How would you sum up this year from the corporate social responsibility perspective?
Sara Ravella: 2012 has first and foremost been a year marked by advances, particularly with regard to sustainable innovation and production, areas in which the Group has been committed for several years now.
First of all, L’Oréal has confirmed its commitment in terms of eco-design and the responsible sourcing of its raw materials. The inauguration of the world’s largest hair research centre in France offered a clear demonstration of the importance L’Oréal attaches to research and innovation. Its green architecture and the eco-design strategies developed by its researchers also testify to the company’s determination to take sustainable innovation even further. The Group has also pursued its actions in favour of the protection of biodiversity, a priority defended at two global summits, in Rio and in Hyderabad. Our sourcing procedures for palm oil and argan illustrate this commitment.
In 2012 we also accelerated the pace to reach the industrial targets set for 2015, namely the reduction in CO2 emissions, water consumption and waste production. These three priorities once again mobilised the Operations teams, enticing them to implement innovative technologies and original solutions. You will discover the example of the Pune plant in India, which has made considerable progress in this regard.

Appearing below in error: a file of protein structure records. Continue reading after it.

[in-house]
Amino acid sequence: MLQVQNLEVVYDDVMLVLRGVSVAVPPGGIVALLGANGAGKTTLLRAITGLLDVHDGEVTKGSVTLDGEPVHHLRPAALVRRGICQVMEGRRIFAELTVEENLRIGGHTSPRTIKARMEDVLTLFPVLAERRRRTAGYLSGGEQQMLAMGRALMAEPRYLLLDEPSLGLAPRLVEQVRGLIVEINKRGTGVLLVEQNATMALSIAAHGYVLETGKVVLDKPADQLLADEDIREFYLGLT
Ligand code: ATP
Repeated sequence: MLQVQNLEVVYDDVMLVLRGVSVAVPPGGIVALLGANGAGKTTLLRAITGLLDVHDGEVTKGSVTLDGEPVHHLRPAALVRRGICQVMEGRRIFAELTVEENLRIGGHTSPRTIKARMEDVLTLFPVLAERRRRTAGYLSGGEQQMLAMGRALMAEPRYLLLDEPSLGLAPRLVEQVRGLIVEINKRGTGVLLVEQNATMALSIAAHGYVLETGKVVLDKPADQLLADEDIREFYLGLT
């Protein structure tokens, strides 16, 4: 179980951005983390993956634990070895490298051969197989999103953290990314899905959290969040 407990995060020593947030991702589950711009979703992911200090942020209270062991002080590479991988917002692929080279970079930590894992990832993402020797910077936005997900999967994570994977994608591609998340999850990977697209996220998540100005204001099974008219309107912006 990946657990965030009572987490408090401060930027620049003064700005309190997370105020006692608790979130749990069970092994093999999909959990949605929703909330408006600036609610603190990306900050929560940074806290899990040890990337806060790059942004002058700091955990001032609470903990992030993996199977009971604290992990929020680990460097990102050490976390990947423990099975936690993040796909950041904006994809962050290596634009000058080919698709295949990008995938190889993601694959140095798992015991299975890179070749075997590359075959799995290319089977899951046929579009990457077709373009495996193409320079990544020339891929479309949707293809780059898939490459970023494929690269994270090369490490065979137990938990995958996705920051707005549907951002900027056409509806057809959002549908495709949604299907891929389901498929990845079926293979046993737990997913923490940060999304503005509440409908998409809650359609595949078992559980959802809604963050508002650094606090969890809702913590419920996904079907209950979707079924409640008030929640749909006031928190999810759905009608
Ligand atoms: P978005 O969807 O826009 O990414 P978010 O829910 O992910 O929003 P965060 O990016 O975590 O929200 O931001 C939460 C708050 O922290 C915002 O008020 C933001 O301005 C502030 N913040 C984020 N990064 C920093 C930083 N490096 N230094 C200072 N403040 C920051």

Lastly, the Group organised a great variety of initiatives to make its development truly shared, by reinforcing its actions towards those whom it wishes to associate with its performance, such as suppliers, partners, employees and vulnerable people.
2012 appears to have been marked by continued progress. Are there any major new developments to highlight?
S. R.: Yes, and two words come to mind to describe them: initiation and openness. Initiation, because we have moved onto the track of sustainable consumption. Mindful of the growing importance of this issue in the evaluation of our impact, some pioneering brands such as Biotherm have already launched actions to raise consumers’ awareness and encourage them to adopt more responsible behaviours. Our subsidiaries in China and the United States are also playing a forerunning role via initiatives like the publication of a pedagogical guide or the first forum on sustainable consumption.
And openness, because we have decided to establish a transparent dialogue with our stakeholders by holding forums in several countries, most notably in India and South Africa. These exchanges are vital to make progress: it is by understanding the needs and expectations of our stakeholders that we will be able to better define our priorities, our areas for progress and the actions to be implemented in order to achieve our goals.
What are the next steps?
S. R.: We are of course going to continue to develop what we have initiated. Reaching the 2015 targets which we set ourselves back in 2005 will undoubtedly be a major first stage. But another key challenge in 2013 will be to put together a new roadmap for beyond 2015: to go even further with sustainable and shared growth, we need to identify our main priorities for the future now. So we remain fully mobilised.